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PhD thesis defense
PhD thesis defense — 24 June at 13:00
Date & Time:
Auditorium A3-24.11 Department of Geosciences and Natural Resource Management, Rolighedsvej 23, 1958 Frederiksberg C
Section for Landscape Architecture and Planning
Asbjørn Jessen defends his thesis,
Assembling welfare landscapes of Danish post-war social housing:
A relational account on materiality and welfare production
Associate Professor Anne Tietjen, IGN
Professor Ellen Braae, IGN
Professor Sigrun Langner, Bauhaus-Universität – Germany
Associate Professor Martin Søberg, Royal Danish Academy
Associate Professor Bettina Lamm (chair), IGN
In the aftermath of the Second World War social housing estates were built in the thousands across Europe in an effort to materialise the emerging European welfare societies. Crucial in the many new social housing estates were designed landscapes intended to provide social welfare and individual well-being for the inhabitants. These designed landscapes have for long remained under-investigated but new research, to which this PhD thesis adds, seeks to reappreciate them as the welfare landscapes of social housing, attending to such landscapes’ historical welfare legacies.
This PhD thesis explores dynamic relationships between the materiality and welfare production in Danish post-war social housing welfare landscapes for a relational understanding of these landscapes’ spatial qualities. Specifically, the thesis focus on how welfare landscapes’ materiality was initially constituted, and how it has changed over time and provided welfare in various changing ways.
The thesis contributes a novel theoretical and methodological approach by theorising social housing welfare landscapes’ materiality in relational ways as dynamic socio-material assemblages of people and ‘non-human things’ with a particular focus on the role of the latter in social housing welfare landscapes’ continuous materialisation processes. Importantly the prototyping of experimental drawings is used as a means of empirical enquiry to conceptualise, visualise and investigate dynamic relationships over time between the materiality and welfare production in social housing welfare landscapes. The empirical, theoretical, and methodological works of this thesis sheds light on welfare landscapes as in a continuous process of material becoming shaped through complex relational interchanges of heterogenous sets of human and non-human entities. The thesis contributes with insights on social housing welfare landscapes as multiscalar and intricately interwoven spatial compositions of both private, common and public spaces formed through sometimes frictious processes. The findings of this thesis provide new insights for current debates, transformation practices and future developments of social housing welfare landscapes, illustrating how the future of welfare landscapes is not solely modelled through interventions by design professionals alone and how caring for welfare landscapes rather than (re)designing them might provide welfare in new unforeseen ways.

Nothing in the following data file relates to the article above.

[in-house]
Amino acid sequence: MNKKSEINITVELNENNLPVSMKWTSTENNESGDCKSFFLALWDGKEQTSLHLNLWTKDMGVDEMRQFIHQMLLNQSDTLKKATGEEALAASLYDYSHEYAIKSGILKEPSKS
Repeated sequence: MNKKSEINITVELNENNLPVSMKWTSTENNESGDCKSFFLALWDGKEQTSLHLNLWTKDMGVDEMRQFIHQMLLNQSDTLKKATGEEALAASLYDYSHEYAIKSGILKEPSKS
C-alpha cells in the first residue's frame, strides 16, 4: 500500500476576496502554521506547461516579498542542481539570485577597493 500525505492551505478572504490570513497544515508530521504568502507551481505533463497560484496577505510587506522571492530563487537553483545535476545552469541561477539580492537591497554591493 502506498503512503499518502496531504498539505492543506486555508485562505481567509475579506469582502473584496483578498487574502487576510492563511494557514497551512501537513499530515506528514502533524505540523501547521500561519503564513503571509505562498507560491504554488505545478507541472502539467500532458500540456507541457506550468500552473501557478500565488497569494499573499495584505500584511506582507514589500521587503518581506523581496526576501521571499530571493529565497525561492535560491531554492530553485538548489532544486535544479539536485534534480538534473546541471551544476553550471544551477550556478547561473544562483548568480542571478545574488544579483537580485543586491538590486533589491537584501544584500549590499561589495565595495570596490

A digital version of the PhD thesis can be obtained from the PhD secretary Anne Marie Faldt at firstname.lastname@example.org